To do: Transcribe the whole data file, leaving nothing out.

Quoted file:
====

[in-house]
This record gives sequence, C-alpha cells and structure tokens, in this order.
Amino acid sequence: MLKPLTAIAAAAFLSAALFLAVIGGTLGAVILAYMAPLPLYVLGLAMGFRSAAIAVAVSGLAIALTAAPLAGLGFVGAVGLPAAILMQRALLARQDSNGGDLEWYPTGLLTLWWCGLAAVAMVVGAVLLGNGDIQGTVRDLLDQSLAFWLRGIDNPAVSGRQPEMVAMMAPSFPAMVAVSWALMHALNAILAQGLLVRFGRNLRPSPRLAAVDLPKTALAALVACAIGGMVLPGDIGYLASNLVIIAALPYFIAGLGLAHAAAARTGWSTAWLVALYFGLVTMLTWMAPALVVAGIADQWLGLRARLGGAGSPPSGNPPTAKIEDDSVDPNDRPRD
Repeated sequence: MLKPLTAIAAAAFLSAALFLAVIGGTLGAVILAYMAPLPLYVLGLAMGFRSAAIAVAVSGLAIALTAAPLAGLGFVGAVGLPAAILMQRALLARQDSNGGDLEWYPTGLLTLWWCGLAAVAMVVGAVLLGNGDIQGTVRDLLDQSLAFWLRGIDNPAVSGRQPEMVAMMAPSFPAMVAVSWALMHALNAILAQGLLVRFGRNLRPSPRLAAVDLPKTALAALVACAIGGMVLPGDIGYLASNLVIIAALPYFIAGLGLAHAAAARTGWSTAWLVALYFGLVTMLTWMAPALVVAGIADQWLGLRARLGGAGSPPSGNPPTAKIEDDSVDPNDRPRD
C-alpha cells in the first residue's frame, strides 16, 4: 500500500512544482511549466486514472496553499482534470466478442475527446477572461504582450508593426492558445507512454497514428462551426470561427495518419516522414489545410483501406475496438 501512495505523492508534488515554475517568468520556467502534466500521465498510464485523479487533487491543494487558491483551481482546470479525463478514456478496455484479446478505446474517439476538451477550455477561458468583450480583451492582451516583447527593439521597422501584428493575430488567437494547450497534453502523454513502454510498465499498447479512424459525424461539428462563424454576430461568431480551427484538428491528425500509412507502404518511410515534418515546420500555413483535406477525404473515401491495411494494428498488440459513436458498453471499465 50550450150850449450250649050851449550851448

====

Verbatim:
[in-house]
This record gives sequence, C-alpha cells and structure tokens, in this order.
Amino acid sequence: MLKPLTAIAAAAFLSAALFLAVIGGTLGAVILAYMAPLPLYVLGLAMGFRSAAIAVAVSGLAIALTAAPLAGLGFVGAVGLPAAILMQRALLARQDSNGGDLEWYPTGLLTLWWCGLAAVAMVVGAVLLGNGDIQGTVRDLLDQSLAFWLRGIDNPAVSGRQPEMVAMMAPSFPAMVAVSWALMHALNAILAQGLLVRFGRNLRPSPRLAAVDLPKTALAALVACAIGGMVLPGDIGYLASNLVIIAALPYFIAGLGLAHAAAARTGWSTAWLVALYFGLVTMLTWMAPALVVAGIADQWLGLRARLGGAGSPPSGNPPTAKIEDDSVDPNDRPRD
Repeated sequence: MLKPLTAIAAAAFLSAALFLAVIGGTLGAVILAYMAPLPLYVLGLAMGFRSAAIAVAVSGLAIALTAAPLAGLGFVGAVGLPAAILMQRALLARQDSNGGDLEWYPTGLLTLWWCGLAAVAMVVGAVLLGNGDIQGTVRDLLDQSLAFWLRGIDNPAVSGRQPEMVAMMAPSFPAMVAVSWALMHALNAILAQGLLVRFGRNLRPSPRLAAVDLPKTALAALVACAIGGMVLPGDIGYLASNLVIIAALPYFIAGLGLAHAAAARTGWSTAWLVALYFGLVTMLTWMAPALVVAGIADQWLGLRARLGGAGSPPSGNPPTAKIEDDSVDPNDRPRD
C-alpha cells in the first residue's frame, strides 16, 4: 500500500512544482511549466486514472496553499482534470466478442475527446477572461504582450508593426492558445507512454497514428462551426470561427495518419516522414489545410483501406475496438 501512495505523492508534488515554475517568468520556467502534466500521465498510464485523479487533487491543494487558491483551481482546470479525463478514456478496455484479446478505446474517439476538451477550455477561458468583450480583451492582451516583447527593439521597422501584428493575430488567437494547450497534453502523454513502454510498465499498447479512424459525424461539428462563424454576430461568431480551427484538428491528425500509412507502404518511410515534418515546420500555413483535406477525404473515401491495411494494428498488440459513436458498453471499465 50550450150850449450250649050851449550851448